Real vs Virtual World

Packing was hard. It always is.

I’m determined a.) to fit everything I need into a carry-on, and b.) to include in my everything books.

Bud lifted my suitcase. “Yours is a lot heavier than mine,” he said.

That’s because of the books.

Two devotionals, four notebook/journals full of important things, my Bible, two books I’m reading, and my Kindle.

But I forgot toothpaste. Bud remembered that.

The only shoes I have are the ones I wore.

White high-tops go with everything, right?

White high-tops go with everything, right?

One thing that was important to me to bring was a prayer shawl that a friend made for me. On a loom. She made it the color of the ocean. My favorite.

Every time I wrap it around my shoulders, I picture my friend sitting at her loom and weaving. For me.

A shawl the color of the ocean

A shawl the color of the ocean

On the airplane, a young man sat next to me.

“Are you from Syracuse?” he asked. That was where our trip began.

“No, not really,” I said. “Are you?”

He laughed. “No, I am from Mumbai, India,” he said. “I am a student at university.”

“What are you studying?” I asked.

He laughed again. I liked that he laughed so easily. “I am from India,” he repeated. “Computers, of course.”

“Not ‘of course,'” I told him.

We exchanged pleasantries while the flight attendants snapped shut the overhead compartments preparing the plane for departure. His accent was like music; I loved listening to him.

As the engines revved up, I leaned towards Bud and slipped my hand into his. Bud and I watched the runway speed past while on my other side, the young man stared at the seat back ahead of him.

“Do you always hold hands on take-off?” he asked once we were in the air.

It was my turn to laugh. “We rarely travel together,” I told him. “We have a large family.”

He was heading to Austin, Texas for a summer internship and was quite excited about the project he was working on.

“It works with your smartphone,” he said.

“I only have a flip phone,” I told him. “I doubt it works with that.”

“Do you want to see?” he asked, reaching for his backpack.

“I’ve seen smartphones,” I told him. “I just don’t have one.”

But I was mistaken. It wasn’t his smartphone that he wanted to show me. It was a device that works with the smartphone, to wear on your head and slide your phone into and enter a virtual world.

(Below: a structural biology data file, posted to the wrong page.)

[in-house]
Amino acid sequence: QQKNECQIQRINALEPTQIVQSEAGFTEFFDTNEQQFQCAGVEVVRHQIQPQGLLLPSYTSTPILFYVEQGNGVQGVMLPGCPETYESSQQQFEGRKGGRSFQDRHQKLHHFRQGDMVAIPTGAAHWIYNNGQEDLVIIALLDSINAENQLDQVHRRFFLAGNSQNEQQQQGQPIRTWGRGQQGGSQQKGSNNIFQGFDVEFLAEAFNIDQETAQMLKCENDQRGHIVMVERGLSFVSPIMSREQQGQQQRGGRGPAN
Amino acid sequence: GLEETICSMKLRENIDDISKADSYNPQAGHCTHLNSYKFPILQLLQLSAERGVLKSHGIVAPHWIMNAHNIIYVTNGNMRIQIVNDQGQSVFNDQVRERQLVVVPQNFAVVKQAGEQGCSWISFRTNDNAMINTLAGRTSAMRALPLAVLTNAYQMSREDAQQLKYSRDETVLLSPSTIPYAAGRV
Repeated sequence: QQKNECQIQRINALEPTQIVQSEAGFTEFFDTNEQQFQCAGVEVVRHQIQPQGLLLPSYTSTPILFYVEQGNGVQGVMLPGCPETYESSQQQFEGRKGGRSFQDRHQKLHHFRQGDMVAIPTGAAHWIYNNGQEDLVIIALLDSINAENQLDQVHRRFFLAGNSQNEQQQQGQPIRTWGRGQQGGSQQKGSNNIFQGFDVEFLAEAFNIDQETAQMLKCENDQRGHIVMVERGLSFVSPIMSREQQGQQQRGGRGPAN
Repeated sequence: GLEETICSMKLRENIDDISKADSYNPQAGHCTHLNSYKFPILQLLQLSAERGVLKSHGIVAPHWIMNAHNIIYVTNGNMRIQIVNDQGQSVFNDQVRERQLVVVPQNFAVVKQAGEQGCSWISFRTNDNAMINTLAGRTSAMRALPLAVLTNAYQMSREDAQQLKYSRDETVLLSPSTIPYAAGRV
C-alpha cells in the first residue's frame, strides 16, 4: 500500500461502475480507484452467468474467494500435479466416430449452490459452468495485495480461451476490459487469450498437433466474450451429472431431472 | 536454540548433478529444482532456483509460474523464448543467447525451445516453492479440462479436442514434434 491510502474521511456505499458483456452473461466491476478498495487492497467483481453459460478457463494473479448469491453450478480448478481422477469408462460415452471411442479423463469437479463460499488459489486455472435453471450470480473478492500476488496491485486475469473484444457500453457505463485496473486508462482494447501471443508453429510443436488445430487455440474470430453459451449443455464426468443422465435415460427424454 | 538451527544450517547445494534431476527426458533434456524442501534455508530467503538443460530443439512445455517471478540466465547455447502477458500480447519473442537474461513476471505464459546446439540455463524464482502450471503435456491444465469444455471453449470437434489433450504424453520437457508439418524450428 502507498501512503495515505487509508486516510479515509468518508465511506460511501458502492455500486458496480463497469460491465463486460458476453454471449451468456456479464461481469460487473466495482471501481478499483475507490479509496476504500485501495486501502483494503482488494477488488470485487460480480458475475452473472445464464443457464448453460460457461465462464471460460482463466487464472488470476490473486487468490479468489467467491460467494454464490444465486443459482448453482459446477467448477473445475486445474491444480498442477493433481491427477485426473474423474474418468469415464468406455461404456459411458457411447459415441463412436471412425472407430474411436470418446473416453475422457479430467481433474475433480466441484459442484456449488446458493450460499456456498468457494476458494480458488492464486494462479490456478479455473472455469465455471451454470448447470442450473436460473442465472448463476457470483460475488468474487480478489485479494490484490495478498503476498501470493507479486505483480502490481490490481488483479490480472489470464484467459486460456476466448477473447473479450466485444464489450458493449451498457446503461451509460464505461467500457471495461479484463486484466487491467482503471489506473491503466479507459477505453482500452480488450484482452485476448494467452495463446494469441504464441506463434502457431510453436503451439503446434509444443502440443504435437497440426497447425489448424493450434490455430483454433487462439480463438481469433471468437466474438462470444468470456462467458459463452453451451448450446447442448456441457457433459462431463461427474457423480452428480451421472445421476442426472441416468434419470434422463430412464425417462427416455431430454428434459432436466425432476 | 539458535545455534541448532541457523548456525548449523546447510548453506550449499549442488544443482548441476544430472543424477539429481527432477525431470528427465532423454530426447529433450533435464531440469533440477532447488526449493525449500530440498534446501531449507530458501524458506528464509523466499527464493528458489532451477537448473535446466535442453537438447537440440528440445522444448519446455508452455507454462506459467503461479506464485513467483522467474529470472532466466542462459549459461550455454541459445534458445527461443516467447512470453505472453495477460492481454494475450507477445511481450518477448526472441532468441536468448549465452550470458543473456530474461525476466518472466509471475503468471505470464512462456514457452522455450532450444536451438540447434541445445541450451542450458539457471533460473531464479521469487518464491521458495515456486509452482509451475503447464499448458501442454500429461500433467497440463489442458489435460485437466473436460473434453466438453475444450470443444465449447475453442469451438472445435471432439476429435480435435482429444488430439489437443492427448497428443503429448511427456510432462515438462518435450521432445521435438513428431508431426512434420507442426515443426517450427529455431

“Like Google glasses?” I asked.

“Kind of,” he replied and began rummaging around in his backpack. He had jammed so much stuff into his pack that he finally apologized. “I do not think I can get it out.”

Apparently, I’m not the only one who struggles with packing.

“It is like a 360 movie,” he explained. “You can turn your head and look around in your app.”

I looked out the window at the earth far below. I didn’t need an app for that.

“It’s very real,” he said.

And I thought about my ocean-colored prayer shawl woven by a friend on a loom. Nothing could be as real as that.

John Baillie prayed, “Let me not go forth to my work believing only in the world of sense and time, but give me grace to understand that the world I cannot see or touch is the most real world of all.”

Somehow these two things are related — his device and my shawl.

Each aids in transport — his to a virtual world, mine to an unseen one.

I think I am the more blessed.



IMG_8900Cleaning off the shelves in my father’s study reminded me of the things he loves to read about — history and baseball. The older I’ve grown, the more I’ve loved reading about those things as well.

I’ve always loved reading about baseball. Not modern baseball, but the old days. Like the deadball days in The Glory of their Times by Lawrence Ritter, one of my favorite baseball books ever. Or the Brooklyn Dodgers. Or the Negro Leagues, both awful and beautiful.

So I grabbed a book on my dad’s bookshelf called The Teammates by David Halberstam. It’s a story about the enduring friendship between four ballplayers: Ted Williams, Bobby Doerr, Dom DiMaggio, and Johnny Pesky.

Ted Williams was one of my father’s heroes. An unlikely hero, in my mind, because he was a hero with baggage. He was foul-mouthed and arrogant. Loud. He wasn’t gracious, wouldn’t tip his cap to the crowd, even in his last game, at his last at-bat, where he nailed his last home run.

John Updike, in Hub Fans Bid Kid Adieu, said about Ted Williams, “Gods do not answer letters.”

But Ted Williams could hit the ball.  Lou Boudreau came up with the Williams Shift for a reason. Why Ted Williams, in that instance, didn’t follow Wee Willy Keeler’s motto — “Hit ’em where they ain’t” — is a mystery to me.

The Teammates softened my thoughts on Ted Williams. It showed a more human side to him.  One Ted Williams story lingers with me.  In the words of Bobby Doerr  —